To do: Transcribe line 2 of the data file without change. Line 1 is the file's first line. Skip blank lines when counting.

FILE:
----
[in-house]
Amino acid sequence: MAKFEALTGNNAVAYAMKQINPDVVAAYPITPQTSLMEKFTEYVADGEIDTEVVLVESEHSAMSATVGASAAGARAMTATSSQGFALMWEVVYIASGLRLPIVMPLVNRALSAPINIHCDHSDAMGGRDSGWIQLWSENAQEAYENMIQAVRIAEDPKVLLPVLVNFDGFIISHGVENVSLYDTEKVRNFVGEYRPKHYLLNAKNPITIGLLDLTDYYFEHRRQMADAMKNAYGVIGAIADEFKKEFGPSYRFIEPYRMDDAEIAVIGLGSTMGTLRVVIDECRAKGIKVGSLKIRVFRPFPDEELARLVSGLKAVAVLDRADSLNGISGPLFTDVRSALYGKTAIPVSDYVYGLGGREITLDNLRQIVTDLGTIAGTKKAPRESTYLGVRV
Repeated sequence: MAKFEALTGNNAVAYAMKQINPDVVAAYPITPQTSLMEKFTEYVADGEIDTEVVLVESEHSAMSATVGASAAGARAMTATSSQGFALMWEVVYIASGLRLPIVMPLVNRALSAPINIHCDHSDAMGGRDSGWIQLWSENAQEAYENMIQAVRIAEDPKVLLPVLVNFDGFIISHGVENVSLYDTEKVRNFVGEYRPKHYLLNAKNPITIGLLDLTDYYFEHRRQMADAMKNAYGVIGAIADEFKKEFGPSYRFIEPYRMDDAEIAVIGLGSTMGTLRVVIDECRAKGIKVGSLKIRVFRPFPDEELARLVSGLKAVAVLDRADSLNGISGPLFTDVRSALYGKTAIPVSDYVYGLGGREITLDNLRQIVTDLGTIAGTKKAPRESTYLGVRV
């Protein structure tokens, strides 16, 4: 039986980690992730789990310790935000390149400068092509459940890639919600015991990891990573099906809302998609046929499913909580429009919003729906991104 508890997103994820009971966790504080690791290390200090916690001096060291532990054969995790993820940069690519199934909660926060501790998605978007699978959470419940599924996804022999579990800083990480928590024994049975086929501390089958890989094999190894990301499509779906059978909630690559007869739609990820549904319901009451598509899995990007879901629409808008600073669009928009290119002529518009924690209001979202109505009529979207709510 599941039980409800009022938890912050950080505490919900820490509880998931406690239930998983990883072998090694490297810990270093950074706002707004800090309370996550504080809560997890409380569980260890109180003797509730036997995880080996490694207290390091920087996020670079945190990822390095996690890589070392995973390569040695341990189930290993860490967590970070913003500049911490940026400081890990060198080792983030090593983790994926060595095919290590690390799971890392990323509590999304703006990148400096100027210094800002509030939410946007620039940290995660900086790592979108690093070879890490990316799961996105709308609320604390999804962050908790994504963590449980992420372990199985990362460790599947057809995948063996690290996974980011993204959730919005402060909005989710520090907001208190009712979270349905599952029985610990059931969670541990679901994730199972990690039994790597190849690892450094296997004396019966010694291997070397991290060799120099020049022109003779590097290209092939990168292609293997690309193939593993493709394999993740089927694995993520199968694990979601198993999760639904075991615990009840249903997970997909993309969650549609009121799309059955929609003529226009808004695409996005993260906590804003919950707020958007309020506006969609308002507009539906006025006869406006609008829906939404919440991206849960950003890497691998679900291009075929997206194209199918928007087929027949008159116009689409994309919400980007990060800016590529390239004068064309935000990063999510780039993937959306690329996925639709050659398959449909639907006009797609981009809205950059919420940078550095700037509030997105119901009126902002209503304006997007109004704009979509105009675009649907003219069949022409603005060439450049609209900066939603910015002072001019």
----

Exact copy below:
Amino acid sequence: MAKFEALTGNNAVAYAMKQINPDVVAAYPITPQTSLMEKFTEYVADGEIDTEVVLVESEHSAMSATVGASAAGARAMTATSSQGFALMWEVVYIASGLRLPIVMPLVNRALSAPINIHCDHSDAMGGRDSGWIQLWSENAQEAYENMIQAVRIAEDPKVLLPVLVNFDGFIISHGVENVSLYDTEKVRNFVGEYRPKHYLLNAKNPITIGLLDLTDYYFEHRRQMADAMKNAYGVIGAIADEFKKEFGPSYRFIEPYRMDDAEIAVIGLGSTMGTLRVVIDECRAKGIKVGSLKIRVFRPFPDEELARLVSGLKAVAVLDRADSLNGISGPLFTDVRSALYGKTAIPVSDYVYGLGGREITLDNLRQIVTDLGTIAGTKKAPRESTYLGVRV